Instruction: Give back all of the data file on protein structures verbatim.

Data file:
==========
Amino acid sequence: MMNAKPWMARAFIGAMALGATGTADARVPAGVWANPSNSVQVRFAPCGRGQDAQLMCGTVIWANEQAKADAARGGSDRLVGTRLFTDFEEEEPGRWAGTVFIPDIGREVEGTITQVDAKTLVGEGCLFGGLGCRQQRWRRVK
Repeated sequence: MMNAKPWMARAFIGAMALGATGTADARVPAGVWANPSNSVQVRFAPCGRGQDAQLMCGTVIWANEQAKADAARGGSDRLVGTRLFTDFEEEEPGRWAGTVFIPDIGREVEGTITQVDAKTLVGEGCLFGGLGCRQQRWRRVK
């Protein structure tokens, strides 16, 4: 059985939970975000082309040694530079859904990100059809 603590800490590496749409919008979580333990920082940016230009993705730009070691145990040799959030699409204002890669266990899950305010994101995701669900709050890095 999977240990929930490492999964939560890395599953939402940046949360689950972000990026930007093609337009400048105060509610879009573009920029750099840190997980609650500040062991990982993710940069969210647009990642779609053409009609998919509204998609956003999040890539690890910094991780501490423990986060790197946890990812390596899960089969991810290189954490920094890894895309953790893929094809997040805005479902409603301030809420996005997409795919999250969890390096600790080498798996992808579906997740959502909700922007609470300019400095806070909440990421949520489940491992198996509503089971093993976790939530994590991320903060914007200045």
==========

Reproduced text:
Amino acid sequence: MMNAKPWMARAFIGAMALGATGTADARVPAGVWANPSNSVQVRFAPCGRGQDAQLMCGTVIWANEQAKADAARGGSDRLVGTRLFTDFEEEEPGRWAGTVFIPDIGREVEGTITQVDAKTLVGEGCLFGGLGCRQQRWRRVK
Repeated sequence: MMNAKPWMARAFIGAMALGATGTADARVPAGVWANPSNSVQVRFAPCGRGQDAQLMCGTVIWANEQAKADAARGGSDRLVGTRLFTDFEEEEPGRWAGTVFIPDIGREVEGTITQVDAKTLVGEGCLFGGLGCRQQRWRRVK
């Protein structure tokens, strides 16, 4: 059985939970975000082309040694530079859904990100059809 603590800490590496749409919008979580333990920082940016230009993705730009070691145990040799959030699409204002890669266990899950305010994101995701669900709050890095 999977240990929930490492999964939560890395599953939402940046949360689950972000990026930007093609337009400048105060509610879009573009920029750099840190997980609650500040062991990982993710940069969210647009990642779609053409009609998919509204998609956003999040890539690890910094991780501490423990986060790197946890990812390596899960089969991810290189954490920094890894895309953790893929094809997040805005479902409603301030809420996005997409795919999250969890390096600790080498798996992808579906997740959502909700922007609470300019400095806070909440990421949520489940491992198996509503089971093993976790939530994590991320903060914007200045």